FILE PHOTO: Israeli Prime Minister Benjamin Netanyahu sits with his ministers and former Israel's Defence Minister Avigdor Lieberman at the plenum at the Knesset, Israel's parliament, in Jerusalem May 29, 2019. REUTERS/Ronen Zvulun

FILE PHOTO: Israeli Prime Minister Benjamin Netanyahu sits with his ministers and former Israel’s Defence Minister Avigdor Lieberman at the plenum at the Knesset, Israel’s parliament, in Jerusalem May 29, 2019. REUTERS/Ronen Zvulun

With Prime Minister Benjamin Netanyahu facing proliferating challengers in a new election due in September, and beset by corruption scandals, the hazier-than-ever peacemaking horizon with the Palestinians drew scant discussion in Israeli media.

Economy Minister Eli Cohen went as far as to suggest that Bahrain may have closed the door on further diplomacy.

“We saw that, even in an economic conference where the Palestinians were meant to come and get money, to come and get tools and inducements, to come and develop their economy, they did not come,” he told Israel’s Reshet 13 TV.

“We see, really, that they do not want a peace accord. They simply don’t want us here…Again, the Palestinians’ true face has been exposed.”

The Palestinians, who have shunned the United States since it recognized disputed Jerusalem as Israel’s capital in late 2017, suspected the conference sought to lure them into surrendering their statehood goal in return for global financial relief.

It is not clear whether a peace plan promised by the Trump administration will call for a “two-state solution” sought by the Palestinian Authority and backed internationally, which involves creation of a Palestinian state alongside Israel.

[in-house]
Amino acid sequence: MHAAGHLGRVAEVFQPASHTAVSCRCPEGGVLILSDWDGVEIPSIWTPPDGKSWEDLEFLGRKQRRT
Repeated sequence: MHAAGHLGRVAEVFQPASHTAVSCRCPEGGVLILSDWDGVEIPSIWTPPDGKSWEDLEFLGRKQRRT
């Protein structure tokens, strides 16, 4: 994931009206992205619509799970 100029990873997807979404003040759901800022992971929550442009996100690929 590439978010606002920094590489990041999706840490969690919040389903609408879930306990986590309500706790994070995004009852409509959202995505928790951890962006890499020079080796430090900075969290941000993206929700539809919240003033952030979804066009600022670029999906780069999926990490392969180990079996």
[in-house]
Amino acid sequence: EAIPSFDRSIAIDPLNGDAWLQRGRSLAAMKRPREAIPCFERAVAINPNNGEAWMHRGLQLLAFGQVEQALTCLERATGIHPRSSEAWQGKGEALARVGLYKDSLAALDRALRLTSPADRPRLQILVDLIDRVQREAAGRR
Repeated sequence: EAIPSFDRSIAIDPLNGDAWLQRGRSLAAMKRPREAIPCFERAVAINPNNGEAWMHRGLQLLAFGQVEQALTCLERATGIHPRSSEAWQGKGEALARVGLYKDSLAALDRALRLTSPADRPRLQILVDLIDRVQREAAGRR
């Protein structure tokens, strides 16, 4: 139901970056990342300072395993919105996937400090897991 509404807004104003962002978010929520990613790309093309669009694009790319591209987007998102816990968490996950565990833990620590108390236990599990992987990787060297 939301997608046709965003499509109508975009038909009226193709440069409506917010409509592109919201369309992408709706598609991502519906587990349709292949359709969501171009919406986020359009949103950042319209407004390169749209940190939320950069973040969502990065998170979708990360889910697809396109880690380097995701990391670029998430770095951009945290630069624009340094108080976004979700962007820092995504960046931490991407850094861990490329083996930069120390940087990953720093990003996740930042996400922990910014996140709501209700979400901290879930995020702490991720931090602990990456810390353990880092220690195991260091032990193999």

Netanyahu voiced conditional acceptance in 2009 of a future demilitarized Palestinian state. He has since said its creation would not happen on his watch and that he plans to annex some Jewish settlements in the occupied West Bank, communities many countries view as illegal.

Stalled since 2014, peacemaking has been on a backburner for some Israelis, while others feel a need to work for coexistence.

FILE PHOTO: White House senior adviser Jared Kushner speaks at the "Peace to Prosperity" conference in Manama, Bahrain, June 25, 2019. Peace to Prosperity Workshop/Handout via REUTERS

FILE PHOTO: White House senior adviser Jared Kushner speaks at the “Peace to Prosperity” conference in Manama, Bahrain, June 25, 2019. Peace to Prosperity Workshop/Handout via REUTERS

“This is a matter that’s important to me. We need an end to this situation,” said Jerusalem chef Israel Bachar, 45.

“It’s a little odd that the Americans held this (Bahrain) conference without convening the two main parties involved. I don’t think it’s helpful to try to impose things from outside.”

Netanyahu described the Bahrain gathering as part of a U.S. effort “to bring about a better future and solve the region’s problems”.

Two days before it opened, he toured the strategic Jordan Valley, the eastern-most part of the West Bank that borders Jordan, with U.S. National Security Adviser John Bolton and said Israel must retain a presence there in any peace deal.

Israeli journalists were at Bahrain, a rarity for a Gulf state that does not formally recognize Israel. The resulting coverage focused as much on wider Israeli-Arab contacts and Bahrain’s tiny Jewish community as on the Palestinian no-shows.